New drink drive law makes a difference

File photo dated 26/11/14 of a pint of beer and a set of car keys on a bar in a pub, as Wales, Scotland and the north of England contain the worst hotspots for drink and drug driving in Britain, a new study has revealed. PRESS ASSOCIATION Photo. Issue date: Wednesday December 24, 2014. Wales has four towns in the top 20, including top offender Llandrindod Wells with nearly two offences per 1,000 drivers, car insurance comparison site Moneysupermarket has found. See PA story TRANSPORT Driving. Photo credit should read: Philip Toscano/PA Wire
File photo dated 26/11/14 of a pint of beer and a set of car keys on a bar in a pub, as Wales, Scotland and the north of England contain the worst hotspots for drink and drug driving in Britain, a new study has revealed. PRESS ASSOCIATION Photo. Issue date: Wednesday December 24, 2014. Wales has four towns in the top 20, including top offender Llandrindod Wells with nearly two offences per 1,000 drivers, car insurance comparison site Moneysupermarket has found. See PA story TRANSPORT Driving. Photo credit should read: Philip Toscano/PA Wire

The impact of Scotland’s new drink drive law is being felt on both sides of the border, with pubs in England and Scotland reacting differently.

The restructured law reduced the legal alcohol limit for drivers in Scotland from 80mg to 50mg.

And concerns have been raised that the move has been so successful in discouraging people from drinking and driving that the services industry has suffered.

A recent Bank of Scotland report described May as a “poor month” for the private sector in Scotland.

The bank’s chief economist, Donald Mcrae, suggested the new law, which came into force in December, was at least partly responsible.

Paul Waterson, chief executive of the Scottish Licensed Trade Association, said the new law it amounted to “a form of prohibition” which attacked moderate drinking and frightened people into staying away from alcohol altogether.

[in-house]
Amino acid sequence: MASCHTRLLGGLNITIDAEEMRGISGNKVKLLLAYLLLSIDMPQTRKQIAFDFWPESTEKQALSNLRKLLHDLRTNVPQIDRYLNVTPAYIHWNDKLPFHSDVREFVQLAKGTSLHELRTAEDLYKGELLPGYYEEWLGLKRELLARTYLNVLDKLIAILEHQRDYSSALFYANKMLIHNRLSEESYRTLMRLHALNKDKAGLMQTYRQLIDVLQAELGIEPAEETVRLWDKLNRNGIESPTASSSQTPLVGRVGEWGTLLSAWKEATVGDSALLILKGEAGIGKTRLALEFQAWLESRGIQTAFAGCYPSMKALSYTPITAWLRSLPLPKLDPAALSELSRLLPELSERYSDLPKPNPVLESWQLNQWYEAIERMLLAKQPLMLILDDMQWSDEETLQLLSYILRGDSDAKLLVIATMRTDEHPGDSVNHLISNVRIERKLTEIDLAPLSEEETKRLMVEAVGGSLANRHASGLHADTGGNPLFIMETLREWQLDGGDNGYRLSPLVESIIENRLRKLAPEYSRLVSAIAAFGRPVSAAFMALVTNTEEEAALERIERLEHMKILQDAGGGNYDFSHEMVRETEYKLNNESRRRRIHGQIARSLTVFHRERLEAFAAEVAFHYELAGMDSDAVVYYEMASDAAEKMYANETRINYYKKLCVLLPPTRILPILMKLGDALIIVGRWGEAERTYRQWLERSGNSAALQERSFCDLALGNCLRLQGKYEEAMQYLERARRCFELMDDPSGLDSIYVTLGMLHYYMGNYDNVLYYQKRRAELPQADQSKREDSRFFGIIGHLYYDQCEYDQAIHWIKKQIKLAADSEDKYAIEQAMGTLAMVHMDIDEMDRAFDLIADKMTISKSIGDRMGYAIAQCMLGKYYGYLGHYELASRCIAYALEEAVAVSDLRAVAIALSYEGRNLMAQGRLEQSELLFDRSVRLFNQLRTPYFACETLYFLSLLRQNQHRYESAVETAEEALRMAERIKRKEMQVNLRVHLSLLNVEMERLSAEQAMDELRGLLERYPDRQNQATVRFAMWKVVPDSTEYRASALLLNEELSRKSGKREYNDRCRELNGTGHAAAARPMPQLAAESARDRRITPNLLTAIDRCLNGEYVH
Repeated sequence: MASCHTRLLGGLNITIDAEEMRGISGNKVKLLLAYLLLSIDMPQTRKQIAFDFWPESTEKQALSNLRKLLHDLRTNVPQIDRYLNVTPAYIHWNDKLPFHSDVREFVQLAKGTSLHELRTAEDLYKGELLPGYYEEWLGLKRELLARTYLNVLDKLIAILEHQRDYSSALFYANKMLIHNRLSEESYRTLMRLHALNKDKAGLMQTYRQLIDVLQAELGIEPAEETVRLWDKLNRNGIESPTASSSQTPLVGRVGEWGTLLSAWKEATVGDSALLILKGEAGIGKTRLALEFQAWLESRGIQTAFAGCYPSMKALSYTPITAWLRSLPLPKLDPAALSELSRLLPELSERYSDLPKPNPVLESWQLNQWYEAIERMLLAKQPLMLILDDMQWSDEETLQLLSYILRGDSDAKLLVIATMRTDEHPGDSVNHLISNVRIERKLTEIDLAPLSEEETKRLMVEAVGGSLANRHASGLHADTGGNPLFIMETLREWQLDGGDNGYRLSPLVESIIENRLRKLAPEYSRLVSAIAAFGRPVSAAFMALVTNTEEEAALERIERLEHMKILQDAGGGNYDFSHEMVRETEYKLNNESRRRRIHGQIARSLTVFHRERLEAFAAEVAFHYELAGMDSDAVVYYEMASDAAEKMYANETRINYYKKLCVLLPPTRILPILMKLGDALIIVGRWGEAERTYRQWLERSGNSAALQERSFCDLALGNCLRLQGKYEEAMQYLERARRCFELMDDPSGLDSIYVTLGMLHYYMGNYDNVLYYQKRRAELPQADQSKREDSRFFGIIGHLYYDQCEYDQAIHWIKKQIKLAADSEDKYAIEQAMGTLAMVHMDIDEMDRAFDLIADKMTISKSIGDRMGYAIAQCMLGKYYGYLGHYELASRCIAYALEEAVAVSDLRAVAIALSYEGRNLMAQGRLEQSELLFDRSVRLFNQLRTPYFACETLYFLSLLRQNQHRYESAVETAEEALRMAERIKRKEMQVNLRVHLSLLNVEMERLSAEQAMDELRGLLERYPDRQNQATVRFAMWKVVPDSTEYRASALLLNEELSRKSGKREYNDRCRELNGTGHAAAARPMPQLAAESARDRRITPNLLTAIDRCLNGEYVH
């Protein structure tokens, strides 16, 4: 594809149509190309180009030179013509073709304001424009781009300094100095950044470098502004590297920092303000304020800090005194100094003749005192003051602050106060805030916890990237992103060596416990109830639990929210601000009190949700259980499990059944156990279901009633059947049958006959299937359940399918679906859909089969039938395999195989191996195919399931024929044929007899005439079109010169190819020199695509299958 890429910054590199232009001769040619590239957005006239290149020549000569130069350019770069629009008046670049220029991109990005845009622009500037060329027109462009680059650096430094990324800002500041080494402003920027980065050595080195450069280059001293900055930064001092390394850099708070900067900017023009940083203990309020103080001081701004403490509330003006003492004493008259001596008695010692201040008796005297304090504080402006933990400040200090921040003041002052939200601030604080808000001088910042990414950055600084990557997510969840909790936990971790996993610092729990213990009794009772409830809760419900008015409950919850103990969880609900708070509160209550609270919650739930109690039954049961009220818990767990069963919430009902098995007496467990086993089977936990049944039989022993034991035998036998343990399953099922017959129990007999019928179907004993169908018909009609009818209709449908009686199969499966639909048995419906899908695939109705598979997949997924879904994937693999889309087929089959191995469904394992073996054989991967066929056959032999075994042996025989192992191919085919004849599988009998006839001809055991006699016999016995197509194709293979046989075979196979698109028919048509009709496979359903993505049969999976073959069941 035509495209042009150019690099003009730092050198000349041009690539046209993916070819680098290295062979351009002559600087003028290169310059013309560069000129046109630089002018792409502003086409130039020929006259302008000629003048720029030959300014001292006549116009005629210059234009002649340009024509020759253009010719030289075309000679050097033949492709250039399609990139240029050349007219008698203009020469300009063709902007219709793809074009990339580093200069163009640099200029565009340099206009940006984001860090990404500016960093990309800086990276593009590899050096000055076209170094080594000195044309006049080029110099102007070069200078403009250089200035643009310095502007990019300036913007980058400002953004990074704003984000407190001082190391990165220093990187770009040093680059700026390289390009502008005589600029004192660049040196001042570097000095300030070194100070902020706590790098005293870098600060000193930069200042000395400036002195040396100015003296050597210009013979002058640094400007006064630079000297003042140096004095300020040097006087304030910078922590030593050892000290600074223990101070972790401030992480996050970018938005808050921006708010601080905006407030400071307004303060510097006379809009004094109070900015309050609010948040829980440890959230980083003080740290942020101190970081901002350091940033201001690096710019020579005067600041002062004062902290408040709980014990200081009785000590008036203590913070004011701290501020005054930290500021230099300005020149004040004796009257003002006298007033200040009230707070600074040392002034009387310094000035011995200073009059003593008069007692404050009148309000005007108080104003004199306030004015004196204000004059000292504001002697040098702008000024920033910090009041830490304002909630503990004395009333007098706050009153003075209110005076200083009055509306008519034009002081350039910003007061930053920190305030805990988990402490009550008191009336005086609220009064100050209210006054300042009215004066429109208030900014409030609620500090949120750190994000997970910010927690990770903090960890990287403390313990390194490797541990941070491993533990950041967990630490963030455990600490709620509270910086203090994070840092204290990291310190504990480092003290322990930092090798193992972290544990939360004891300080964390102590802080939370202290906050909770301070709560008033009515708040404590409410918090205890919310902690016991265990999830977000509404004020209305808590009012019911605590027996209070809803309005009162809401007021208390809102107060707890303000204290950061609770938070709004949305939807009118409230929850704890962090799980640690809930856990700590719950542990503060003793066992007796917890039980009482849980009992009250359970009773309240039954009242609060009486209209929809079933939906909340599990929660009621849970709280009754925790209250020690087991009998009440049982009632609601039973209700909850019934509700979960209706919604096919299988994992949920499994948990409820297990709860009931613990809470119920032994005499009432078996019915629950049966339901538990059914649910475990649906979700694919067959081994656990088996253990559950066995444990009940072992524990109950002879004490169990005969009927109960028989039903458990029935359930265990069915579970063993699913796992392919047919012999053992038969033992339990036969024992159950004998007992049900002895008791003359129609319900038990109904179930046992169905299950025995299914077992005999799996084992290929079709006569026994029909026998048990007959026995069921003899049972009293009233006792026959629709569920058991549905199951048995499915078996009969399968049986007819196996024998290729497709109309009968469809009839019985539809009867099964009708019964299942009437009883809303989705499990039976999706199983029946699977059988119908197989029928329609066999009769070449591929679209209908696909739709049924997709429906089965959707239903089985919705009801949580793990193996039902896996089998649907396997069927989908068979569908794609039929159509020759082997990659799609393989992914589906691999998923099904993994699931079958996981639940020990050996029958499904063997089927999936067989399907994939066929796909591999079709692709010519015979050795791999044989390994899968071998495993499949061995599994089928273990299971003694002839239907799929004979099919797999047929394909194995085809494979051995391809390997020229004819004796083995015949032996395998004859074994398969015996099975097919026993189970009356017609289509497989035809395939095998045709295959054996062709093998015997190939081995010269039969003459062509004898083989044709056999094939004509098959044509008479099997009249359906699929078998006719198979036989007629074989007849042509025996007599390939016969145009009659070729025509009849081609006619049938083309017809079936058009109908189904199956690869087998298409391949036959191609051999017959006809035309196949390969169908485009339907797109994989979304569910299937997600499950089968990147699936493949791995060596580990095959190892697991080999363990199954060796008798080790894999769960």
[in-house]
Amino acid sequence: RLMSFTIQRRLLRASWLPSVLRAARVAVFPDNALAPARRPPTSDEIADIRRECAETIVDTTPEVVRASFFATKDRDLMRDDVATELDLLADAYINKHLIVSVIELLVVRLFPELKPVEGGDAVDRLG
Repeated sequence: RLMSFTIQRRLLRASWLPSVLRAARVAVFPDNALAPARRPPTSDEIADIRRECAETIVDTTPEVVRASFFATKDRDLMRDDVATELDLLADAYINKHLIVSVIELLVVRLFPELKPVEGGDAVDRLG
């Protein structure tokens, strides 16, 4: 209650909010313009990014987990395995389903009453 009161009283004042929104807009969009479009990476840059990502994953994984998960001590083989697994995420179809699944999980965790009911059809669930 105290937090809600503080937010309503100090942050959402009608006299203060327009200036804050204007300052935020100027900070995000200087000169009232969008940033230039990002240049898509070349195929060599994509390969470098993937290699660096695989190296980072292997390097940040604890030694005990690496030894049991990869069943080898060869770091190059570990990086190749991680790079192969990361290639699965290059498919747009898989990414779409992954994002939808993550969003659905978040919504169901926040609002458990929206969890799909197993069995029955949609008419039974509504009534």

Mark Collin has been the clubhouse manager at Eyemouth Golf Club for the last 17 months, and says that things are slightly different now that the legal limits have been lowered.

“We have seen a slight change in the way people behave, particularly towards the back end of last year,” he said.

“I’m not saying that there is a massive difference, but it’s a bit more noticeable, the number of people who just don’t touch a drop now.”

When it is suggested that the clampdown might mean intensify diversification in the hospitality industry, Mark says that those processes continue.

“We have reacted and made a slight change to how we work. For us, that meant bringing the catering back inhouse.

“That had been contracted out, but we went back to doing it, and we’ll be reopening that aspect of the place in May.”

Mark added that in terms of cross-border trade, the change in legal limits has led to a change in attitudes rather than in profits.

“Obviously, we have a lot of people coming over from the north of England,” he went on, “and although we’re only a very short distance from the border, people seem to be very aware of the changes.

“They know that they can be caught on that stretch of road, and are very wary about it.”

The new legal levels are strict enough that people have been warned against driving first thing in the morning after a night out, a significant factor in rural areas.

Across the border in Northumberland, David Hearn, licensee of the Meadow House, the last place to buy a pint before crossing into Scotland, feels that the pub business has been affected negatively.

He said that people coming from Scotland to England seemed very aware of the new restrictions, but “a few drivers going the other way seem likely to be caught out.”

He added: “The new laws have definitely affected business, and I think that they need to be publicised a wee bit better.

“People need to know these things.”